It was said: That statement is completely misleading if not totally in error ========== which is why I said, in my tastes, and 'seems to be'.... not a statement of fact, a statement of opinion. I never claimed to be an expert on coffee tastes or preparation procedures. I am just giving an opinion ... that is all. Some folks here may think they are experts at everything, I am not one of them and will openly admit, I am an expert at knowing that I don't know everything. When you look at 'espresso blends' they seem to be going for the 'robust' or super strong flavors, not the tooty fruity and / or subtles of regular brewed coffee. Afterall, espresso is essentially, a pots worth of coffee bang, stewed down into one cup to drink..... again, an opinion. However since we are onto this topic, what is the purpose of roasting super dark... ie FC+++ french, vienna, well into 2nd... Isn't that generally the area that 'espresso's are supposed to be roasted at or at least the common conception of? Aaron P.S. I do admit that I agree with you though, again... just an opinion. I believe an espresso would taste better being a lighter roast, since you are keeping more of the flavor of the beans.
Im not into espresso's much myself. Mainly because I can't afford the equipment at my current financial situation and I am NOT going to get a piece of crap and pretend to make espresso's with it. That would be an insult. I will admit my 'experience' with espresso is not the widest as probably many of the 'spresso gang's are, but from those experiences it seems the 'espresso' blends or roasts all tended to be on the darker side. One of these days I hopefully will be able to start making proper espresso's but Ill reiterate... my statement was a statement of opinion, not fact. if anyone thought I actually was somewhat 'clued in' on espresso, for that I apologise. Aaron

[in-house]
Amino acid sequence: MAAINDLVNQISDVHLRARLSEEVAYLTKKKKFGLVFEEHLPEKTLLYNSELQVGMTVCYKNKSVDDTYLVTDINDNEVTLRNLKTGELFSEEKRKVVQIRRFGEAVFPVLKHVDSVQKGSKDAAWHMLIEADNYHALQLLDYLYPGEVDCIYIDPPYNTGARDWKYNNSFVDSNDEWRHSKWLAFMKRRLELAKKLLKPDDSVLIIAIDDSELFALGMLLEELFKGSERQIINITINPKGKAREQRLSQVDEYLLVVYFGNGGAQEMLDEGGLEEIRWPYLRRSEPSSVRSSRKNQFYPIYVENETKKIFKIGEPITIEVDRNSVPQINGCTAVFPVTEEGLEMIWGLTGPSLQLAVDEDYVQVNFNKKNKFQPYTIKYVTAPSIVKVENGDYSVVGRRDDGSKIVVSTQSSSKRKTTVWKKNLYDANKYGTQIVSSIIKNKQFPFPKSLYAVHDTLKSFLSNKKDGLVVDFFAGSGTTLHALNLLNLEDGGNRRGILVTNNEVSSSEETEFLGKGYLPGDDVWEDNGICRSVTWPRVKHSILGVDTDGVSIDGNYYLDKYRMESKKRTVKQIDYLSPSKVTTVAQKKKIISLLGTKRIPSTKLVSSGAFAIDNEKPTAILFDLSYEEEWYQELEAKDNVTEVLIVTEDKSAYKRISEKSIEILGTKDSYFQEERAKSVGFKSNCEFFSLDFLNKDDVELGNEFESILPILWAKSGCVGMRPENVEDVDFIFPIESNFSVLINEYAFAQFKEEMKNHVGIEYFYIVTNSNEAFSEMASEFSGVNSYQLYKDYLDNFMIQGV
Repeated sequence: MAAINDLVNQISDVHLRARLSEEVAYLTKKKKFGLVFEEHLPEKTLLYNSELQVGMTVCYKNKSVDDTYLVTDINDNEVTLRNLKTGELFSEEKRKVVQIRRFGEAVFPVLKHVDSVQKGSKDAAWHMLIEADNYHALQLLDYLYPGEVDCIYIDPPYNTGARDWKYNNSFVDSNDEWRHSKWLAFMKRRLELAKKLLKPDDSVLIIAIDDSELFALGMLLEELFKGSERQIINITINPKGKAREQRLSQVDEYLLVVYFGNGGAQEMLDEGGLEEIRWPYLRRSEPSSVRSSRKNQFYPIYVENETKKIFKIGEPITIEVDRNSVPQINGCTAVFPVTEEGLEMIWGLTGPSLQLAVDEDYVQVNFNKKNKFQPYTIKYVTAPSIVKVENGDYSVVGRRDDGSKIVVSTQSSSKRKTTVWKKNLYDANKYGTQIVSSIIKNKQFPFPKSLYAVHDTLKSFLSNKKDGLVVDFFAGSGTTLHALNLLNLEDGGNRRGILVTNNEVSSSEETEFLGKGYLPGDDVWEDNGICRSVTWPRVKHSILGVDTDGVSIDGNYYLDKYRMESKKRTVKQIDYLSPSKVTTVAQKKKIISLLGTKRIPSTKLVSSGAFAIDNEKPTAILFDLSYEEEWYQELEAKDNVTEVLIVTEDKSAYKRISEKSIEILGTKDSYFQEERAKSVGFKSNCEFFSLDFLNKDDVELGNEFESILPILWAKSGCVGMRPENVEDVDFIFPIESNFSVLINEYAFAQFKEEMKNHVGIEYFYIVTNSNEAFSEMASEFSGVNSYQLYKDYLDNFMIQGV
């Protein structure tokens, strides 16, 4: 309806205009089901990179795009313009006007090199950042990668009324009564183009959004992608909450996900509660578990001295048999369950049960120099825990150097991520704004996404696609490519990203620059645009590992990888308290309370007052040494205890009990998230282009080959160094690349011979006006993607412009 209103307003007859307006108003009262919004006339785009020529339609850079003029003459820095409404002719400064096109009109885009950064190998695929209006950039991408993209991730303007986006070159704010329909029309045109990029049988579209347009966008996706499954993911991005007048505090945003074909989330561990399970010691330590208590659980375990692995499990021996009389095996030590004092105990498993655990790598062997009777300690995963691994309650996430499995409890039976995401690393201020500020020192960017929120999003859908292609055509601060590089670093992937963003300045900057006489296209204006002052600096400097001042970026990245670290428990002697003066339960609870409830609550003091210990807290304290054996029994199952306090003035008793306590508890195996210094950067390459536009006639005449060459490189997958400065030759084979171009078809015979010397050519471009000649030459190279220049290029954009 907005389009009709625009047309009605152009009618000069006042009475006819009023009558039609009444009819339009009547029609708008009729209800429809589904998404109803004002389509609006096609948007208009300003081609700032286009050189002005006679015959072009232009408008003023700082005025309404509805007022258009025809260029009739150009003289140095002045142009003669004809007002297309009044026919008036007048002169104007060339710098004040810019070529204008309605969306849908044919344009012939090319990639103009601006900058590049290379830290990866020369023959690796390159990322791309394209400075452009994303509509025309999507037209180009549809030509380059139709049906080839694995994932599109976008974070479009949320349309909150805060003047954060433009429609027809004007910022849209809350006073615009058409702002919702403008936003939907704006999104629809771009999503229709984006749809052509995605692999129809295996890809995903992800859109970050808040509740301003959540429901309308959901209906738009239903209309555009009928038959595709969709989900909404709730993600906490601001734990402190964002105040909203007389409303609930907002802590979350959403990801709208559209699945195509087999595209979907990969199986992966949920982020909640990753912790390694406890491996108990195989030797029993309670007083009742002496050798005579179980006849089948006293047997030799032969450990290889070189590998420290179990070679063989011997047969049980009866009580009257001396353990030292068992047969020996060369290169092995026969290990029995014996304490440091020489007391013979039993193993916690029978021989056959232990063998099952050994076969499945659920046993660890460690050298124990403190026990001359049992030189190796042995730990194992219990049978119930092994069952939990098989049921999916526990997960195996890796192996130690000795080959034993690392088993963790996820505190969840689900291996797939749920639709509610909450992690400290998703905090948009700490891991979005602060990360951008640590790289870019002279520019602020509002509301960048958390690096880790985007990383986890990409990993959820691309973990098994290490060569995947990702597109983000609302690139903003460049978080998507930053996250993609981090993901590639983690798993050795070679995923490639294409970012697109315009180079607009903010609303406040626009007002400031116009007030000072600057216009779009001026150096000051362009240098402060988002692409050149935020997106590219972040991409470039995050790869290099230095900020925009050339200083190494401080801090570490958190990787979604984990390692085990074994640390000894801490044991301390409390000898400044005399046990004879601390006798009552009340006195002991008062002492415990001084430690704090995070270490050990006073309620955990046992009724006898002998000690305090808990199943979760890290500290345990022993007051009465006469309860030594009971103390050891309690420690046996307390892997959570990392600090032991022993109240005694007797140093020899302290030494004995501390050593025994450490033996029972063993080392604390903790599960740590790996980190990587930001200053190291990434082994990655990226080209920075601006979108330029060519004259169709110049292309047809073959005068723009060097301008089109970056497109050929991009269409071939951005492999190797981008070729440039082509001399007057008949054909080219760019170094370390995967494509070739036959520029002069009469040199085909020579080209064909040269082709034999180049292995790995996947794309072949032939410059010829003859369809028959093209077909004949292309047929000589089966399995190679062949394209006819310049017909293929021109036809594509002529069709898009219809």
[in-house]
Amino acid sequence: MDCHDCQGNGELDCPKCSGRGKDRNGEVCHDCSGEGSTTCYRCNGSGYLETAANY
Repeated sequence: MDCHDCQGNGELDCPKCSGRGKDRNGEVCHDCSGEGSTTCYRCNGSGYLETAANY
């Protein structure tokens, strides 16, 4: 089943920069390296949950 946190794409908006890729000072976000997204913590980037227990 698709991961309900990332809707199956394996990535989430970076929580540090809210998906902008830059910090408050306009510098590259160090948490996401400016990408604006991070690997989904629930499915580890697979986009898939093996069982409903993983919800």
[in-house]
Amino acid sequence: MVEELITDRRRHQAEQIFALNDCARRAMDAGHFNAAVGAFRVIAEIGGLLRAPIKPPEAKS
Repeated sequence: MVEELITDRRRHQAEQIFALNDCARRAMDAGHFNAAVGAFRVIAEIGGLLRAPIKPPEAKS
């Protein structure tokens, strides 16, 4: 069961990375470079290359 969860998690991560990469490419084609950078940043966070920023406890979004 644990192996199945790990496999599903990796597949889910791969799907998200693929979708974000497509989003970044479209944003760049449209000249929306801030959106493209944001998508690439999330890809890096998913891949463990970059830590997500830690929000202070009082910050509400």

Bingo, Mike. I find just thinking about espresso daunting. If I lived in a bigger city, and could try espresso at different places and get a feel for what I liked, I'd probably feel less overwhelmed by it. My sense is that I could buy terrific equipment, but without some big time hand holding, and some trips to places that actually make great espresso, I would remain lost. Coffee-coffee was more approachable--after all, I had occasionally experienced coffee that tasted great (to me), and I had a pretty good idea what I was going for. I could also move slowly up the ladder, and no one step was a huge investment. Vicki miKe mcKoffee wrote: <Snip>